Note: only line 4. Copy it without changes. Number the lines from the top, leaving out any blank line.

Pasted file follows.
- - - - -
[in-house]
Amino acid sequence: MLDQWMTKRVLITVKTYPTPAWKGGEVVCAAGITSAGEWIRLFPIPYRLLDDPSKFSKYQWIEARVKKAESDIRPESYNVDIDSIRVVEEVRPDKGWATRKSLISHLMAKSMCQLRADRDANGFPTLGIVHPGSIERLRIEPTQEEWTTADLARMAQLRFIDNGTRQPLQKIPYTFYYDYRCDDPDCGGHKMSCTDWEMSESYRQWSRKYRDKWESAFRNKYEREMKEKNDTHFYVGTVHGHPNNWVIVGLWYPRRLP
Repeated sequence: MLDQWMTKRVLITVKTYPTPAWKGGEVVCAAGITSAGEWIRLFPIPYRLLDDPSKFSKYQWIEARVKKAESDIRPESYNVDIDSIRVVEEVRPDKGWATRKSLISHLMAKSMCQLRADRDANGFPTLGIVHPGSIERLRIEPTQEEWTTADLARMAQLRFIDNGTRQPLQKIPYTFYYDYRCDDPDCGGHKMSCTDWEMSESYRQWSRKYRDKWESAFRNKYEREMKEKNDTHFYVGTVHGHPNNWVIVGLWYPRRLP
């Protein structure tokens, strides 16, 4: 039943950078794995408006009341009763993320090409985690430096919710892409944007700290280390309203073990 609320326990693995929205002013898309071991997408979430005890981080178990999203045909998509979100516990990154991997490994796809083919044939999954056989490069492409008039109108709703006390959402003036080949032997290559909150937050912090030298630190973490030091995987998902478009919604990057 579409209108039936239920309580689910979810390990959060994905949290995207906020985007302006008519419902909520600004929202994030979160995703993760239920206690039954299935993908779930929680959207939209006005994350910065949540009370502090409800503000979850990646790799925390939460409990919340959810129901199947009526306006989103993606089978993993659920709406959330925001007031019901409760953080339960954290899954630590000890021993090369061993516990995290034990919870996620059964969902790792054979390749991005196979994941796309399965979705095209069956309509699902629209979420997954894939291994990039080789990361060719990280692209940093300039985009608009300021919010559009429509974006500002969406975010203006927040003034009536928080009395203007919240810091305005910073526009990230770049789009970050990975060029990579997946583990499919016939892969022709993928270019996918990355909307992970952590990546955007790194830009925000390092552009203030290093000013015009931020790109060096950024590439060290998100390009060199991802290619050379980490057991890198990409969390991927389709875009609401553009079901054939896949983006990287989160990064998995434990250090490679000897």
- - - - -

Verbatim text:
């Protein structure tokens, strides 16, 4: 039943950078794995408006009341009763993320090409985690430096919710892409944007700290280390309203073990 609320326990693995929205002013898309071991997408979430005890981080178990999203045909998509979100516990990154991997490994796809083919044939999954056989490069492409008039109108709703006390959402003036080949032997290559909150937050912090030298630190973490030091995987998902478009919604990057 579409209108039936239920309580689910979810390990959060994905949290995207906020985007302006008519419902909520600004929202994030979160995703993760239920206690039954299935993908779930929680959207939209006005994350910065949540009370502090409800503000979850990646790799925390939460409990919340959810129901199947009526306006989103993606089978993993659920709406959330925001007031019901409760953080339960954290899954630590000890021993090369061993516990995290034990919870996620059964969902790792054979390749991005196979994941796309399965979705095209069956309509699902629209979420997954894939291994990039080789990361060719990280692209940093300039985009608009300021919010559009429509974006500002969406975010203006927040003034009536928080009395203007919240810091305005910073526009990230770049789009970050990975060029990579997946583990499919016939892969022709993928270019996918990355909307992970952590990546955007790194830009925000390092552009203030290093000013015009931020790109060096950024590439060290998100390009060199991802290619050379980490057991890198990409969390991927389709875009609401553009079901054939896949983006990287989160990064998995434990250090490679000897």